Financial expert Pria Masson Tanwar on financial viability of luxury living.
Louis Vuitton is among the largest companies in the world with a market capitalisation of more than USD210 billion. Hermès is at 74.6 billion and the more retail, yet luxury, Apple has a market cap of USD1 trillion! How and why do brands offer products at such high prices? Because, it makes for a fantastic business model.
Going back to basics, if a product fulfils basic needs, such as basic food items, it is usually driven by low margins and high volumes. As we move up the demand curve, we have products like affordable but branded clothing such as a Zara or an H&M product or a mid-range Sedan, these are priced higher, may or may not have better margins and are still driven by volumes.
WHERE’S THE LUXE?
At the top end of the curve we see the ultra-luxury brands – the “unaffordable” or “aspirational” brands that most of us would like to purchase “someday”. These brands are priced at levels where the margins are high, the volumes are low and yet, sales stay steady.
To many who don’t subscribe to luxury brands, the concept of even wanting to spend so much money on a single product often seems absurd. A bag, after all, is a bag; a car has a purpose of taking us from one point to the other. How much of a better experience can these basic activities provide even at a higher price?
EXPERIENCES NOT PRODUCTS
But therein lies the catch: these businesses are not in the business of the products they offer. They are in the business of branding, marketing and creating experiences.
Every aspect of the product is a story and the creation of an image. The exclusivity of the advertising methods, the location of the retail outlets, the brand ambassadors, the creation story they tell – it’s all meant to transform the product into an experience.
And experiences make for very profitable businesses since the concept of “experience” is intangible by its very nature. Also, experiences are often easier to make aspirational. So, if a person can afford a basic sedan, rather than being satisfied, the likelihood is that they desire the experience of a luxury sedan. And when your product becomes a “goal”, you know you can rarely go wrong.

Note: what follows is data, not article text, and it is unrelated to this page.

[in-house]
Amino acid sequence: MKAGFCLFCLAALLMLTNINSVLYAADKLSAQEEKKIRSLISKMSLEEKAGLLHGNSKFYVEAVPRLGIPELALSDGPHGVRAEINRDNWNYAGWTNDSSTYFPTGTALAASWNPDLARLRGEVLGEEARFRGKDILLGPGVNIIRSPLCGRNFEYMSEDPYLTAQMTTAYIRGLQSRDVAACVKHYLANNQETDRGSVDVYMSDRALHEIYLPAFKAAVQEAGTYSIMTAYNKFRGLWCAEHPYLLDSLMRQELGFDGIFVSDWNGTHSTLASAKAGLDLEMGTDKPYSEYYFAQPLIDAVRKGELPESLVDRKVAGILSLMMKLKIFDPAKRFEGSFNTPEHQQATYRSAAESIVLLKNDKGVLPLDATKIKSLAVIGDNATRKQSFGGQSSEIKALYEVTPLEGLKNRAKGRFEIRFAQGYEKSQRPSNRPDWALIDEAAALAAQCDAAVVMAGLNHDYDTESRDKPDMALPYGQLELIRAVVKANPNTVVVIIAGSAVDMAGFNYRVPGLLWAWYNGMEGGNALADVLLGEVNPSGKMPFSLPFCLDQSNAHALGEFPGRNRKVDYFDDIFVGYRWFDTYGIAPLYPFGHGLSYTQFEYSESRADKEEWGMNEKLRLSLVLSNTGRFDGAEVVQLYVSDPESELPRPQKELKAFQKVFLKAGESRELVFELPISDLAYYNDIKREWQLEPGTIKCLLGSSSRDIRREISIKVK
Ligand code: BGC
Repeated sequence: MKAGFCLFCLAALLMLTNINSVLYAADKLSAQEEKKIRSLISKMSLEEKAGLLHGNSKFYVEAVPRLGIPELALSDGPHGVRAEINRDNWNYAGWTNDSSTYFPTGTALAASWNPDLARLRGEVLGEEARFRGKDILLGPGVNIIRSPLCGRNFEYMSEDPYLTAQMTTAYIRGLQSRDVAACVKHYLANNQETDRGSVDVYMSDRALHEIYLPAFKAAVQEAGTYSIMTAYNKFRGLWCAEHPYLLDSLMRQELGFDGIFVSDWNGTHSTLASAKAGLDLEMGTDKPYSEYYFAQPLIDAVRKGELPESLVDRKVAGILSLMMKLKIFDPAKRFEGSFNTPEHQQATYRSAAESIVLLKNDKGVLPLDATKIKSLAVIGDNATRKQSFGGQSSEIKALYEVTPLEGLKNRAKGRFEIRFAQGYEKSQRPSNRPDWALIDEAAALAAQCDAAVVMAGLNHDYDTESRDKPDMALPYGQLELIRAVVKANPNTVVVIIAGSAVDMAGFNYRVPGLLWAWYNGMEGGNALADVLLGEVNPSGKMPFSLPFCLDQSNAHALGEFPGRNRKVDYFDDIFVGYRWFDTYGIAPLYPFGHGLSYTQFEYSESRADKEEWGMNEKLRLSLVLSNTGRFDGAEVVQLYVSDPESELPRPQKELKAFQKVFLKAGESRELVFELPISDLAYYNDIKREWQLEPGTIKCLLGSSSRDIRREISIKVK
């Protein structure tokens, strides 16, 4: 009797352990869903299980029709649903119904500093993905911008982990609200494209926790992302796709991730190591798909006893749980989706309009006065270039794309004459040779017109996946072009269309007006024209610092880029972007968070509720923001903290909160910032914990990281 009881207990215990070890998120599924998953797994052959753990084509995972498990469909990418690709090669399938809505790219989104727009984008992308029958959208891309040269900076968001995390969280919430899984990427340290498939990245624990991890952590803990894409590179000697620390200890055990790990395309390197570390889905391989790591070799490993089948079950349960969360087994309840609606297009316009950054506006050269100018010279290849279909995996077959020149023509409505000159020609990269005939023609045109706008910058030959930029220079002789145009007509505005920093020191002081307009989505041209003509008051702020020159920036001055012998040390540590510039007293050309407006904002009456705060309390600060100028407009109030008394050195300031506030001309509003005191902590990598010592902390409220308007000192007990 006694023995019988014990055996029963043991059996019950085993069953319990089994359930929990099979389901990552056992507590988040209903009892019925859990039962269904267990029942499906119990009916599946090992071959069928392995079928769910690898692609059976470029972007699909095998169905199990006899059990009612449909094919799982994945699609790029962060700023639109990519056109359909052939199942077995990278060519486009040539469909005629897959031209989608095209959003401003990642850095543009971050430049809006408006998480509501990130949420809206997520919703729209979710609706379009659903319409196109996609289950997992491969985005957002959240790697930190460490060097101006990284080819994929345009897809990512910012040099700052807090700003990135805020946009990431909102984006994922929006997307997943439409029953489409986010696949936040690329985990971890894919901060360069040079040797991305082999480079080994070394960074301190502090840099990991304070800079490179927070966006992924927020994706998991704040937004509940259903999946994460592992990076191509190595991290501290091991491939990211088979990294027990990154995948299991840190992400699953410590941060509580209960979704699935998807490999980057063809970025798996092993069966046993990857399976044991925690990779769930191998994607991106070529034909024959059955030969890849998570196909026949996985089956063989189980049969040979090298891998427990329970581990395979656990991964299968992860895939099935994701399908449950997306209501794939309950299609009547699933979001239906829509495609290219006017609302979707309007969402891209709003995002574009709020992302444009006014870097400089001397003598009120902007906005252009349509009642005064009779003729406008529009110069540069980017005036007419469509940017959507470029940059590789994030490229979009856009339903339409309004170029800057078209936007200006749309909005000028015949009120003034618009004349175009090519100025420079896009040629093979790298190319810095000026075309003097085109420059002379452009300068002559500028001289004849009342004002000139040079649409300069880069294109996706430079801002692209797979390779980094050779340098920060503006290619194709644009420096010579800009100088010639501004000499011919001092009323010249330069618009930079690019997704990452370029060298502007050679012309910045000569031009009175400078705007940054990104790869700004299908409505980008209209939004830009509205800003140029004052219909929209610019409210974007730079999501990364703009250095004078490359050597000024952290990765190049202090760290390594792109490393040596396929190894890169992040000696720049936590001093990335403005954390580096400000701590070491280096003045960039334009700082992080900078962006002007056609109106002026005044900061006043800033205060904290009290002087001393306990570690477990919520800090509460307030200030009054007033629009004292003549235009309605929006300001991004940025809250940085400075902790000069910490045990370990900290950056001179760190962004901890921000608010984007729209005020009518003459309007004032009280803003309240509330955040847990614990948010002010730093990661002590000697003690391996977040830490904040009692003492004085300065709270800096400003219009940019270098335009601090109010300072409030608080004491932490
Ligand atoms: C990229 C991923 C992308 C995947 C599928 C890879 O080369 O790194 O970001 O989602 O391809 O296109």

The other advantage of experience products is that they can be transferred on to other products. So, Ferrari is not just a sports car anymore. It is also an experience in racing. It’s also the brand behind theme parks. Armani is not just about clothes and accessories, it’s also about luxury hotels and apartments. These brands are symbols of a common experience and the target audience attributes a value to that experience and hence pays a premium for it.
MONEY GOES TO MONEY
The target audience is usually price insensitive and or even inversely sensitive i.e. higher prices can mean more demand. So, usually, in recessions, sales are often steady. Aspirational, scalable and price insensitive – all the markings of an excellent business model.
However, on the flipside, luxury can be very risky business. There is a very old adage that goes “it takes money to make money” and it is nowhere truer than in the luxury space.
Even though the capital costs can appear to be low, they are in fact quite high. This is because, to create that experience, every bit of interaction with any external entity is part of that experience. In other words, real estate, brand ambassadors, marketing experts, office space etc, all must speak of luxury – which translates to high levels of expense. And these are intangible expenses. The real estate can be sold, but, all other aspects are not recoverable in any way – hence the downward slide can be fast and slippery.
You can follow Pria on Instagram at money_cues or visit http://www.i2d-consulting.com to know more about her professional experience.